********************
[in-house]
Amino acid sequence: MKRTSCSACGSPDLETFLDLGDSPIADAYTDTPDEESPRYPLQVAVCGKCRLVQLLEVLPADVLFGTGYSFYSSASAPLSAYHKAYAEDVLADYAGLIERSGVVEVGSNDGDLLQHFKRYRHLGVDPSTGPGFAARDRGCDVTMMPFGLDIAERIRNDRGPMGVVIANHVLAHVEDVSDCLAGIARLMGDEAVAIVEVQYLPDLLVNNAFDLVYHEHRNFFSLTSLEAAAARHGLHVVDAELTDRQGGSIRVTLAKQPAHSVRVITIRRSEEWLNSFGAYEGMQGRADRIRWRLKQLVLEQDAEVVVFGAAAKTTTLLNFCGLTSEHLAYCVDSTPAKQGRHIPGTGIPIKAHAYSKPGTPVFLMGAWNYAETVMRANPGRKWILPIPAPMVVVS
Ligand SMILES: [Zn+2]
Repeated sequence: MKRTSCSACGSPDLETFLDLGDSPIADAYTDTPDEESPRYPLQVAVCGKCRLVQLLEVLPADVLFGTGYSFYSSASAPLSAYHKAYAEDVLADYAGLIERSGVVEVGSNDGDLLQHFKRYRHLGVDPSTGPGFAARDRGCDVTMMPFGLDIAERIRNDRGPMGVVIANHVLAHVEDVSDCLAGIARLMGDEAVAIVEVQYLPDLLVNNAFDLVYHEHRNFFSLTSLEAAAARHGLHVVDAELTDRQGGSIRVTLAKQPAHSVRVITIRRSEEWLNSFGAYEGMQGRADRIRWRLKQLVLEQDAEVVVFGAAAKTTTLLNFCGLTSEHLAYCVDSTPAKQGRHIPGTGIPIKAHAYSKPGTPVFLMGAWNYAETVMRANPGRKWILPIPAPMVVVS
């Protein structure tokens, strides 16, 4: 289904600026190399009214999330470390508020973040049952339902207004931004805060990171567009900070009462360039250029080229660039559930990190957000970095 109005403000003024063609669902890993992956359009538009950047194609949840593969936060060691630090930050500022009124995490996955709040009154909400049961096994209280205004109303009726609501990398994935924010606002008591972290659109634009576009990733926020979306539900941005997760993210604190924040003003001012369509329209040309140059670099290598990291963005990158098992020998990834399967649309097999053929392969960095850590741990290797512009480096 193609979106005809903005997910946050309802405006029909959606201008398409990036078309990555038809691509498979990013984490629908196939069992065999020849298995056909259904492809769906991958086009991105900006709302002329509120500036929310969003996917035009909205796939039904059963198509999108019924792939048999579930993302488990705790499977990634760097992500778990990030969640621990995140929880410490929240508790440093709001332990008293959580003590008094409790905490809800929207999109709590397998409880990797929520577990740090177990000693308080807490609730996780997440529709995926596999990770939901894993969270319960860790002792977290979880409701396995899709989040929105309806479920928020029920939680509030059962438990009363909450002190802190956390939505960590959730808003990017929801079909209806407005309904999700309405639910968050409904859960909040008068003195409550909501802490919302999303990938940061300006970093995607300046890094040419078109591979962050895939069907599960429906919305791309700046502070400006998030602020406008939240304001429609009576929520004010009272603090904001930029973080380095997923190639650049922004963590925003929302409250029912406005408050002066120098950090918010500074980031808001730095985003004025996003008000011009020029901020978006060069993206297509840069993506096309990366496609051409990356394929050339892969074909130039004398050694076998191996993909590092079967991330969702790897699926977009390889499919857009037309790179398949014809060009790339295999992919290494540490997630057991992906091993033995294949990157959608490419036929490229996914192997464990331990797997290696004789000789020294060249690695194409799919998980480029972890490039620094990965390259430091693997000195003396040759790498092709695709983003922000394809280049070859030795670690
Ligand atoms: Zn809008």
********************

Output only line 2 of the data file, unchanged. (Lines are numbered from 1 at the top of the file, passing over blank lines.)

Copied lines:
Amino acid sequence: MKRTSCSACGSPDLETFLDLGDSPIADAYTDTPDEESPRYPLQVAVCGKCRLVQLLEVLPADVLFGTGYSFYSSASAPLSAYHKAYAEDVLADYAGLIERSGVVEVGSNDGDLLQHFKRYRHLGVDPSTGPGFAARDRGCDVTMMPFGLDIAERIRNDRGPMGVVIANHVLAHVEDVSDCLAGIARLMGDEAVAIVEVQYLPDLLVNNAFDLVYHEHRNFFSLTSLEAAAARHGLHVVDAELTDRQGGSIRVTLAKQPAHSVRVITIRRSEEWLNSFGAYEGMQGRADRIRWRLKQLVLEQDAEVVVFGAAAKTTTLLNFCGLTSEHLAYCVDSTPAKQGRHIPGTGIPIKAHAYSKPGTPVFLMGAWNYAETVMRANPGRKWILPIPAPMVVVS